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chromatic (983)

chromatic
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http://wgz.org/chromatic/

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Journal of chromatic (983)

Tuesday October 30, 2007
01:09 PM

On Gratitude

[ #34789 ]

I find it the height of arrogance to ask someone to do more work without offering him something in return.

Please change your free service, J. B. Rainsberger

I wonder if that rule applies to free software (Perl 6, Parrot, CPAN modules) as well.

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  • You have an extra comma in your hyperlink. Could you please rewrite it? :)

  • This guy's rant strikes me as pretty obnoxious.

    We don't know what the content of the emails in question was. It may very well have been, "Hi, I really enjoy reading your feed, it's full of really interesting stuff, but I tend to find that I skip everything classified X. Would it be possible for you to make two feeds, one for X and one for Y? I think other people would benefit from this."

    There is absolutely nothing arrogant about that email. The recipient is free to ignore it, to do what the sender asked
    --
    rjbs
    • That's very true. "Please" offered in all sincerity goes a long way toward meliorating my desire to help people.

    • rjbs, I hope you don't mind my providing some context, because I don't think it's necessarily obnoxious to stand up for one's friend.

      I interpreted what Reg wrote as saying he was upset by receiving these requests, although I never confirmed that with him. He did say he was thinking of giving away less free stuff, so that was a pretty big clue. His follow-up, calling my remarks "refreshingly frank" further hinted to me that he saw me standing up for him, rather than overblowing the situation.

      I mention th

      • I judge from chromatic's response that he believes I'm hung up on money.

        Not one bit! I'm hung up on people who complain about release dates of free software they haven't even contributed gratitude toward. I can't remember you ever being in that category, so as far as I can remember you're a decent human being who wrote something I thought I could twist toward my nefarious purposes.

        • Aha! I understand better. Thanks, and oops. I read irony, but you were tenting your fingers.
      • I think it's arrogant to ask for more free stuff without offering something in return. To claim there is "absolutely nothing" arrogant about it seems to be a difficult position to defend. As usual, the truth is somewhere in the middle. I could have done a better job editing my comments, but the sentiment remains. To expect more free stuff from someone who already gives you a lot of really good free stuff is, well, not cool.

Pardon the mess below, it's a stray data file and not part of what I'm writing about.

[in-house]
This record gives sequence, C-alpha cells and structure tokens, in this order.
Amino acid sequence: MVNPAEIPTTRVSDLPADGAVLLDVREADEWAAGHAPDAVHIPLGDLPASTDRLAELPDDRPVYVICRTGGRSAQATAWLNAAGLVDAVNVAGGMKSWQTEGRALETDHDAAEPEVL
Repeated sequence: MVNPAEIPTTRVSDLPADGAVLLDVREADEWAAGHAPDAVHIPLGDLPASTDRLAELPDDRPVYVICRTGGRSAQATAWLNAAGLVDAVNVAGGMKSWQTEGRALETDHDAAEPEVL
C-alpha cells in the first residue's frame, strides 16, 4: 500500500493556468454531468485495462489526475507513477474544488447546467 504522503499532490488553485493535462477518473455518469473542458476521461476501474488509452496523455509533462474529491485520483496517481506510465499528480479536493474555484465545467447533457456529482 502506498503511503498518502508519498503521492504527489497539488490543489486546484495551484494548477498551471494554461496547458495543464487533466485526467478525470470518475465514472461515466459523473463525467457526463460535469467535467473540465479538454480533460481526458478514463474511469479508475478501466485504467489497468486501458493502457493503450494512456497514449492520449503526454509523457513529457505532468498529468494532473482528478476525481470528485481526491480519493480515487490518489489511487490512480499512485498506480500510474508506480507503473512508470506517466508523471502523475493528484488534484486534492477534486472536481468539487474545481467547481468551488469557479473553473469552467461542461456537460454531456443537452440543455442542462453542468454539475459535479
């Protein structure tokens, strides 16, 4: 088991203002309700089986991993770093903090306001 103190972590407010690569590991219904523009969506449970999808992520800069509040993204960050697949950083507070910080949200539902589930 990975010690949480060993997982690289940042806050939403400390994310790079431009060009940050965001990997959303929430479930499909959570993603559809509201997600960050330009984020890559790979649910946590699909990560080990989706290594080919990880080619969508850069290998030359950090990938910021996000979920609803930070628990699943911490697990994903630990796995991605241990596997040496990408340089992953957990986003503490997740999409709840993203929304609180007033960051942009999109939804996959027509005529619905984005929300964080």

I just think you're conflating two things that I think are distinct: asking for something and expecting something. I don't mind getting requests for free somethings, as long as they are not so frequent as to constitute a denial of service attack on my day. I just mind it when they have an implicit expectation that they will be granted. Those kinds of requests I expect only from my wife and employer.

        --
        rjbs
  • A handful of times a year someone asks me for a new feature in one of my modules. About a third of the time I say "no, I think that's a bad idea, because [blah blah blah]". Another third of the time I say "no, I think that functionality would be better put in a subclass or a wrapper, here's the API you should use to talk to my code - and if my docs are unclear please let me know so I can fix that bug". And about a third of the time I say "great idea, here it is, please test". There's only something wron
    • ...And about a third of the time I say "great idea, here it is, please test". There's only something wrong with asking for something for free when you won't take no for an answer.

      Exactly. I think a lack of willingness to delete or ignore the stuff you don't want to read is pretty much the same as not taking no for an answer.

      How would you feel if someone asked you to remove a bunch of superfluous features from your module? (Your module is probably really good, so pretend you have superfluous features.)

      • If I agree that the feature is superfluous, then I might document it as being deprecated, make it spit out a warning (which can be turned off) and eventually remove the feature a few years down the line. In fact I'm about to do that with Number::Phone. But first I need to be convinced that it's superfluous. But merely saying that the feature can be implemented by the user with such-and-such a combination of calls to my other functions isn't enough to convince me. I need to be convinced that the feature
        • Thanks, but I didn't ask you what you would do; I asked you how it would make you feel. I can infer something from your response, but I'd rather not do that.
  • I think it absolutely applies to free software. If I want a new feature, I ask what I can do to help. It could be money, feedback, test cases, patches, pairing. There are a number things I can and do offer. Mostly, though, when a free software project releases new code, I just say "Thank you" in some way.
    • Mostly, though, when a free software project releases new code, I just say "Thank you" in some way.

      That's almost always more than sufficient. Certainly a sincere "thank you" motivates me as much as anything does.